Hot Wings at Home

I’m not exactly what you would call a fan of football, but I do use its seasonal appearance and disruption of regular programming to cook (and eat) some themed food. Here is a step-by-step recipe for Buffalo-style hot wings. The only only photo missing is for step 1.

Step 1: Close all bedroom doors. If you have a door to your kitchen, close that too. Open any windows and turn on all fans in kitchen.

Step 2: Butcher your wings. Each whole wing comes in three parts: the wing tip, the forearm/two-bone part and the drumstick/one-bone part. Cut through the cartilage that connects these bones to each other. Your knife should cut right through the joint. If you find yourself sawing through bone, stop. You’re doing it wrong. Remove the wing tip first and throw that it a freezer bag for when you make stock. Then, hold the bone in your hand so that the “elbow” is on the cutting board. Slip your knife into the joint and cut straight down. Voila! You get a few wings in a package to practice with. Just pick out any rogue bone shards that occur.


Step 3: Heat a large pot with about 4″ of canola or vegetable oil to 375ยบF – use a deep-fry thermometer. No need for fancy oils here. Just high heat tolerance necessary. Carefully slip each wing into the oil and fry until the wings are golden brown, about 20 minutes. You’ll notice the that your oil temp drops significantly when you add all the wings. That’s normal and contributes to the cooking time.


Step 4: Meanwhile, heat a few knobs of butter in a saucepan.


Step 5: Add some Frank’s hot sauce. There really is no good substitute here. Frank’s has that quintessential hot wing flavor.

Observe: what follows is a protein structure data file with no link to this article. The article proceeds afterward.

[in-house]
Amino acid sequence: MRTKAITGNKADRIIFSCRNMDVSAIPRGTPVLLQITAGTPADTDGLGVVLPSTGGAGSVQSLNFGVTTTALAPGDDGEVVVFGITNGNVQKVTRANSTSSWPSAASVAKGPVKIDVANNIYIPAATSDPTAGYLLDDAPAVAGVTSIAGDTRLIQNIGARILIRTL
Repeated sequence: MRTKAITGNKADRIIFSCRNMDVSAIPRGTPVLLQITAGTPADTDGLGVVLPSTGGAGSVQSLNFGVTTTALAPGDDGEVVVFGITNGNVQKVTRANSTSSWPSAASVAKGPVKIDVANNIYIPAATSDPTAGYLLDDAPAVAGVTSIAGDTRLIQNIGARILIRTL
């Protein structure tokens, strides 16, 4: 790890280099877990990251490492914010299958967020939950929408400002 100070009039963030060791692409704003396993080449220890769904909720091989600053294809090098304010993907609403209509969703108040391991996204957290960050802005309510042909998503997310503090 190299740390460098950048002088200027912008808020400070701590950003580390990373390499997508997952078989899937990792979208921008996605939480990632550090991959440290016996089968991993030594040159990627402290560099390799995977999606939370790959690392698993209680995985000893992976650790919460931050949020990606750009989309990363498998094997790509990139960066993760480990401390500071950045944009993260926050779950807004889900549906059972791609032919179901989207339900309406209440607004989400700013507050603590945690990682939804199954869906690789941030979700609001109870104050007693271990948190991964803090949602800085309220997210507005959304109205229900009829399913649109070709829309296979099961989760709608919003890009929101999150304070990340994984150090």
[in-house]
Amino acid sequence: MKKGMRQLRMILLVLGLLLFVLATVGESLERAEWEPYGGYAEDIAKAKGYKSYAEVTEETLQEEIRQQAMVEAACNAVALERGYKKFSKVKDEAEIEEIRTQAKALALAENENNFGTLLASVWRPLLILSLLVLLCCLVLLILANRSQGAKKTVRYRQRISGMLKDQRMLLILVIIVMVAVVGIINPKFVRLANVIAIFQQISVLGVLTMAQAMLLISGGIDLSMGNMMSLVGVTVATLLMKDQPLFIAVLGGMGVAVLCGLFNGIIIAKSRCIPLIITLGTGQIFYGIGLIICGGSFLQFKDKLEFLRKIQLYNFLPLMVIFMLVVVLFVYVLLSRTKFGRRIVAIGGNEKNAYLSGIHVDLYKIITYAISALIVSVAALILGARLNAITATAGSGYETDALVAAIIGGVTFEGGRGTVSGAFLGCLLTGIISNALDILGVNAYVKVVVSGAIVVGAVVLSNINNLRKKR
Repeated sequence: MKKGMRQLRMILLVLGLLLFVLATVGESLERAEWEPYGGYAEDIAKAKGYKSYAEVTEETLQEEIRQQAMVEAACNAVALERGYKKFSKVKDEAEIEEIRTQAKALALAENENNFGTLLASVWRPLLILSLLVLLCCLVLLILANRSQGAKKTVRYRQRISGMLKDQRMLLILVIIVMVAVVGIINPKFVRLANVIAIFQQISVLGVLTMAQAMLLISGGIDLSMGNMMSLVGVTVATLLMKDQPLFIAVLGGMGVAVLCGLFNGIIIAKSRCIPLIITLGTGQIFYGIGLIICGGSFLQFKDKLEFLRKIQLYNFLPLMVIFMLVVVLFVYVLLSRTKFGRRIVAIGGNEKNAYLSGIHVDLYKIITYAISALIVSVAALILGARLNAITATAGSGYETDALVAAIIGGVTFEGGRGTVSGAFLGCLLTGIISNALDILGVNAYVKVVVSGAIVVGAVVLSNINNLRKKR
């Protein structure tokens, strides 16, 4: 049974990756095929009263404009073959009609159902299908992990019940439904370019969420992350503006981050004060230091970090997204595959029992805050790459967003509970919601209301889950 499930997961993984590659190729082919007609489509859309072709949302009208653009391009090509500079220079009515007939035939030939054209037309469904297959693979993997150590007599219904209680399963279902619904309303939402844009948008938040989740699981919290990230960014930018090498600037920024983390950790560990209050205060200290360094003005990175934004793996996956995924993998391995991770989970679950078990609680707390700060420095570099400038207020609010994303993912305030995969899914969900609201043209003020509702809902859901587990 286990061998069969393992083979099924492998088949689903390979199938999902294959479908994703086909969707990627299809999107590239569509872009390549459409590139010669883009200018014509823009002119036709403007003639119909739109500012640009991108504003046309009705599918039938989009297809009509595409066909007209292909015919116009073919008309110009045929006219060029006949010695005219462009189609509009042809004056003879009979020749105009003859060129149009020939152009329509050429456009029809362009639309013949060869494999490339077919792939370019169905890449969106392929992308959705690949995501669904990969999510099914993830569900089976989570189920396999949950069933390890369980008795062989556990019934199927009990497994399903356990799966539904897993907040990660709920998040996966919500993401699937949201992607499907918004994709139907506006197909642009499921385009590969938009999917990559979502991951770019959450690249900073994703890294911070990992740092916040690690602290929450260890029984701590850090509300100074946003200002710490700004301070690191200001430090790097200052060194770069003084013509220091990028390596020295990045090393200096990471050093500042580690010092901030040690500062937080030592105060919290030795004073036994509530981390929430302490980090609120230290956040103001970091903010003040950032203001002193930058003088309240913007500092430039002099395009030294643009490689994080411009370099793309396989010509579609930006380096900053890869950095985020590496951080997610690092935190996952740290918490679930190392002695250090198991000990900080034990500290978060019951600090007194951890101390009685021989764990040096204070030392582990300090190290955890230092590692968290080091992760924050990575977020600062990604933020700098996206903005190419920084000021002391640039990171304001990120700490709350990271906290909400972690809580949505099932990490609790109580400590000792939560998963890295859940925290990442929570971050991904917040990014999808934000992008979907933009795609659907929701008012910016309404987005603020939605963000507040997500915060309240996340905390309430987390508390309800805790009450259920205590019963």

Step 6: When your wings are golden, use a large slotted spoon to remove them to a bowl lined with paper towels. Let them drain for a minute, then move to a large mixing bowl.


Step 7: Drizzle with Frank’s mix and toss.


Step 8: Serve with proper garnish.


  • Brent

    Nice. Congrats.

  • Orson

    Nice! I’ll have to bookmark this until the Stupor Bowl in Feb… ๐Ÿ˜‰

  • Julia Peterson

    Long story: When my aunt was injured in South Carolina in 1938, my mother and grandmother went down to take care of her until she could be moved. While at the boarding house there, my mother picked up a chicken frying secret which she used until my dad had his first heart attack (i.e. this is not a low cholesterol cooking tip) They fried chicken in part bacon fat. Delicious. After we went low cholesterol, Mom used to “hold” the chicken in a hot oven after it was fried, which made it crispy. Actually, I guess she used to dredge the chicken in flour with a little salt and pepper as well. Thought you might like a Grandma Helen story…